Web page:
2. to walk around work, home, town everywhere practicing tai-sabaki no matter what/how folks look at me!
3. to do the rowing exersize for 25 mins. haven't made sensei's arbetrary 40 mins yet. but will do :)
4. ask friends to grab my wrist to see if i could do shiho nage or ikkyo or whatever on them...!


sim

DH
02-11-2007, 06:34 PM
After attending a few of Kazuo Chiba's seminars years ago and watching his antics, then having a little run-in, I left Aikido. It was already getting dicey for me as the measure of cooperation needed from me to let men do their schtick was just ridiculous.
I'd go on record in saying that Chiba is thee reason I left Aikido for good. I found his behaviour to be repugnant, the personification of all that is wrong with the art.
See Dobson and Arikawa thread here.

A few years ago I had an Aikido teacher ask me why I was so against aikido. I told him I wasn't against aikido I had high hopes for it. Then I had these certain experiences. I had not even finished getting the word Chiba out of my mouth when he raised his hand and said "Say no more. I understand."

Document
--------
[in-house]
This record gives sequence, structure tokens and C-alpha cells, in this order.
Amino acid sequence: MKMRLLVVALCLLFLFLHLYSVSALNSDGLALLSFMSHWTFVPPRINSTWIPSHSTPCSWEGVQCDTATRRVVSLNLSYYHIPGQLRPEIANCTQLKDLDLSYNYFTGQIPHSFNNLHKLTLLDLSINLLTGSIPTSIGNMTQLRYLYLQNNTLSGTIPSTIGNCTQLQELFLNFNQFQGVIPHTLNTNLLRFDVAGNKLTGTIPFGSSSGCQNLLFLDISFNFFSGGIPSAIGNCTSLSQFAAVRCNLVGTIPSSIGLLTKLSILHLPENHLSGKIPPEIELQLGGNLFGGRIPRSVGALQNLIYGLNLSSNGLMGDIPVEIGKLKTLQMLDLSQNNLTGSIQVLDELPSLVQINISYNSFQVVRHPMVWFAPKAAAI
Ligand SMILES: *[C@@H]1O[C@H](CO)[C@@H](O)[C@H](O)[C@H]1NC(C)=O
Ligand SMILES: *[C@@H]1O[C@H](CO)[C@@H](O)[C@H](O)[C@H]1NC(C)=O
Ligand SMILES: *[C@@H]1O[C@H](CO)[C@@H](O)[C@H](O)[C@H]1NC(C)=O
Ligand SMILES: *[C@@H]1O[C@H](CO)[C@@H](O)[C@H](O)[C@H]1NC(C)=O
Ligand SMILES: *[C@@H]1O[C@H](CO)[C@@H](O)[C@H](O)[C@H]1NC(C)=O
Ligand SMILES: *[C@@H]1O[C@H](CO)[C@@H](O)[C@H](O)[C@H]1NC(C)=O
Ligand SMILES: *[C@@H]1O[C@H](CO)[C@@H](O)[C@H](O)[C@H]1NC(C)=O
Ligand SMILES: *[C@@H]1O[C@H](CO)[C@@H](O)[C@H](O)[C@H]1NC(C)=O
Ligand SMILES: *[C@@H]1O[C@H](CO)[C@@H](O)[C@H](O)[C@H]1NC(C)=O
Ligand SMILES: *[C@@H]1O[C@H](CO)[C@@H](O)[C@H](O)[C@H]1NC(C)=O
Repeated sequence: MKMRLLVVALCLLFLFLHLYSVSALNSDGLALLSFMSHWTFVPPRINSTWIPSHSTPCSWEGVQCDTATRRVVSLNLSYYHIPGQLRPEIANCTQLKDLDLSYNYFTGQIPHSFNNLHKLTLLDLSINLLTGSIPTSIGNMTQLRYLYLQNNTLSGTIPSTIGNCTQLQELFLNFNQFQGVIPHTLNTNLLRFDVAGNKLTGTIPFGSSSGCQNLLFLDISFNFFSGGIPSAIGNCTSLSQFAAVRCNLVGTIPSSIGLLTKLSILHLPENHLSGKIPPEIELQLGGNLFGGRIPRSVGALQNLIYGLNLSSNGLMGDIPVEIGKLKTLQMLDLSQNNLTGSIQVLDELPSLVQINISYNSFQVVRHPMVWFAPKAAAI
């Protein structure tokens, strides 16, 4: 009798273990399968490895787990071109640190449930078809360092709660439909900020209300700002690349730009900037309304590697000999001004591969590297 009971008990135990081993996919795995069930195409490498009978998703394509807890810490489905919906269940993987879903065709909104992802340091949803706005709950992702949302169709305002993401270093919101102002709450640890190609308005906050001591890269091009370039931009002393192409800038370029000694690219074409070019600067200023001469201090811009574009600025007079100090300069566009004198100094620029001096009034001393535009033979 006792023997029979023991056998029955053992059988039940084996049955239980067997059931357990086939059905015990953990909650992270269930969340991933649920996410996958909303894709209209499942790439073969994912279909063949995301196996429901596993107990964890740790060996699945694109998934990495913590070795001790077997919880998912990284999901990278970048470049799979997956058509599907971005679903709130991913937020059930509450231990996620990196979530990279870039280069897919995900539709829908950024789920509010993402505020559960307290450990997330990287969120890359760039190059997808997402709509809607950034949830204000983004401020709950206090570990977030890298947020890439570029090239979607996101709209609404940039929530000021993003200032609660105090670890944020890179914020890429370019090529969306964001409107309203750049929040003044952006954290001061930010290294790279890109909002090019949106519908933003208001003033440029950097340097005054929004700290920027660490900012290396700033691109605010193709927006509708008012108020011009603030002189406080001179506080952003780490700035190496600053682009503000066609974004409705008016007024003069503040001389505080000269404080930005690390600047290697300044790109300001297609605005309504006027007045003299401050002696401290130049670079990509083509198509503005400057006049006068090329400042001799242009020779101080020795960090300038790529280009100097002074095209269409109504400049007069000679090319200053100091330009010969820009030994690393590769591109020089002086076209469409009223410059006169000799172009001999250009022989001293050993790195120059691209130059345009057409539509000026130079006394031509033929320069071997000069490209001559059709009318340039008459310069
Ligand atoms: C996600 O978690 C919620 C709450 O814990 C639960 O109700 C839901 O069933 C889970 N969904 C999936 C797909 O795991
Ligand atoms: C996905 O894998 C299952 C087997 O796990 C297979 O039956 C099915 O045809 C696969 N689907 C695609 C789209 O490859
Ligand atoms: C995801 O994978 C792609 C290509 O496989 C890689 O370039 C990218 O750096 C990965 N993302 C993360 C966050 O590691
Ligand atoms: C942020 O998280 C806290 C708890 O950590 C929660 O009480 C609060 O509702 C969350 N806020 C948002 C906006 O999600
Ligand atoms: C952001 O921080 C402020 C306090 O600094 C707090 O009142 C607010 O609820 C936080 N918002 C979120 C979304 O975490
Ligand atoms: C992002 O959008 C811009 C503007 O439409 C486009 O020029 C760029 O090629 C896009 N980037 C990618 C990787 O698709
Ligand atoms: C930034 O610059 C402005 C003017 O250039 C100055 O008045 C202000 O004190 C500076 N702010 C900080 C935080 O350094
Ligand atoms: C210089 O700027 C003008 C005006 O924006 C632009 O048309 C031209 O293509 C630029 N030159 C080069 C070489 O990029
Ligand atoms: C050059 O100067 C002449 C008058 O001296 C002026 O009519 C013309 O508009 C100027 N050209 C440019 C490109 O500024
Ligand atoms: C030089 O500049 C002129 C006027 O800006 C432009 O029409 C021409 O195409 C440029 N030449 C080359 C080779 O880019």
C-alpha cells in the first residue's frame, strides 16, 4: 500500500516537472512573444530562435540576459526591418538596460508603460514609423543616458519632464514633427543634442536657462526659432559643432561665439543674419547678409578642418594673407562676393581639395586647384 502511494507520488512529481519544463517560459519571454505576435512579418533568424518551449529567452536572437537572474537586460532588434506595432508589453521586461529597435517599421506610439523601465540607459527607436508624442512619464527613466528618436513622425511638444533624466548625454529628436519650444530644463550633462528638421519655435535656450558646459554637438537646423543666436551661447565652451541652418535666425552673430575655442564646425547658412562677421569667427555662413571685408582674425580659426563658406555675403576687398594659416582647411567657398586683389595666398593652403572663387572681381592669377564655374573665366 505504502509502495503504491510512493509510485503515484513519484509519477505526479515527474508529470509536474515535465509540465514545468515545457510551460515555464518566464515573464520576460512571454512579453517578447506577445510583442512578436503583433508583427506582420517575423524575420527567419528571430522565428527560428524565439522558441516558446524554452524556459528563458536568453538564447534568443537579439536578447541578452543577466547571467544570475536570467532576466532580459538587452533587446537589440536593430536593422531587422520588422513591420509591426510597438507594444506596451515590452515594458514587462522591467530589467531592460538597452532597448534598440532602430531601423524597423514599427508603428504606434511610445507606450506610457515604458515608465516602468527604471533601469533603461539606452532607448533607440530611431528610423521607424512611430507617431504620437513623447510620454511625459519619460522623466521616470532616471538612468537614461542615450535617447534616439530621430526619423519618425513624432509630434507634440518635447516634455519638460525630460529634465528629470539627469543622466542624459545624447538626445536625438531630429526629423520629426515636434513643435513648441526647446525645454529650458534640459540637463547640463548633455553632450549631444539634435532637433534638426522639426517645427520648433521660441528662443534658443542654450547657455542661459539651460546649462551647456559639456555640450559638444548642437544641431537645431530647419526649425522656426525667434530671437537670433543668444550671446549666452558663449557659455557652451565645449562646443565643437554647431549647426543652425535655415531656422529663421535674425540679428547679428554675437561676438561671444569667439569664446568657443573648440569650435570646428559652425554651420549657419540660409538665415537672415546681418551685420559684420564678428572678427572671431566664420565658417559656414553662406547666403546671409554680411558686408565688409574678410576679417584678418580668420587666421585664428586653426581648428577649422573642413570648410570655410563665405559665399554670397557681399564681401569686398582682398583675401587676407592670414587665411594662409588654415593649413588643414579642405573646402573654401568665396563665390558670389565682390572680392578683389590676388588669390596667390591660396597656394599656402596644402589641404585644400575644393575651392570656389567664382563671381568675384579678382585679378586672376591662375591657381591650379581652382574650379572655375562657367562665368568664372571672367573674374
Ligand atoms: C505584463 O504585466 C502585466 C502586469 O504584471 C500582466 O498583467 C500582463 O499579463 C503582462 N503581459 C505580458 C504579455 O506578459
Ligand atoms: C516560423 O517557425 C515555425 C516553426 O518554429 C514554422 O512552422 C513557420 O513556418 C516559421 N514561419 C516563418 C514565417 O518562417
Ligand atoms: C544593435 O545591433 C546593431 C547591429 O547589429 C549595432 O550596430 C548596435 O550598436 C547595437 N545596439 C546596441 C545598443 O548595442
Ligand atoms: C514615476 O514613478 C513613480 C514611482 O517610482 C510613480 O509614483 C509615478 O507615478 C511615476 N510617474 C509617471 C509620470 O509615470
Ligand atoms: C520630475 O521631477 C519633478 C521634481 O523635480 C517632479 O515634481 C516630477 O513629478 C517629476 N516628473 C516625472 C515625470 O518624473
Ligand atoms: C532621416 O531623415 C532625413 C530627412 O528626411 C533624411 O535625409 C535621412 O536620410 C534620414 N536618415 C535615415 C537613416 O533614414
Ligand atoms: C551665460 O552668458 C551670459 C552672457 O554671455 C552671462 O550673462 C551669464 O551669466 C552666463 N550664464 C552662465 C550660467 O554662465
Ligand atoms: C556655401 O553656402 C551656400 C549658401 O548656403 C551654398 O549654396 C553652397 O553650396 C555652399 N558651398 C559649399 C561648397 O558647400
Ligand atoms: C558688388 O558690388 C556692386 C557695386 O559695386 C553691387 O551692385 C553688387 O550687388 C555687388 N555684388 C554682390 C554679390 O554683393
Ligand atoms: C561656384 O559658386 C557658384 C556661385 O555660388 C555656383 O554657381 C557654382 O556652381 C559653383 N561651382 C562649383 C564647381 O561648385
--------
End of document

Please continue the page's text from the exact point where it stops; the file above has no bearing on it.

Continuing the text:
So what did Aikido cause me to do?
Leave.
Dan

David Humm
02-11-2007, 07:43 PM
Aikido has "caused" me to meet some of the nicest most genuine people I've ever met and, a few low-life scumbag parasites. They know who they are. :rolleyes:

gdandscompserv
02-11-2007, 07:49 PM
So what did Aikido cause me to do?
Leave.
Dan
Sounds like Chiba sensei caused you to leave rather than aikido itself.
However, I can relate. I learned aikdio from one magnificent sensei. After returning to America and experiencing several disappointing aikido teachers I became very disheartened. Once again just reinforcing the concept that the people are the ones that make an art what it is. That is why it is so important for good people to continue in the art. If you want to feel and experience exemplars of excellence in both technique and heart I suggest training with the following people based on my own experience.

Moriteru Ueshiba Doshu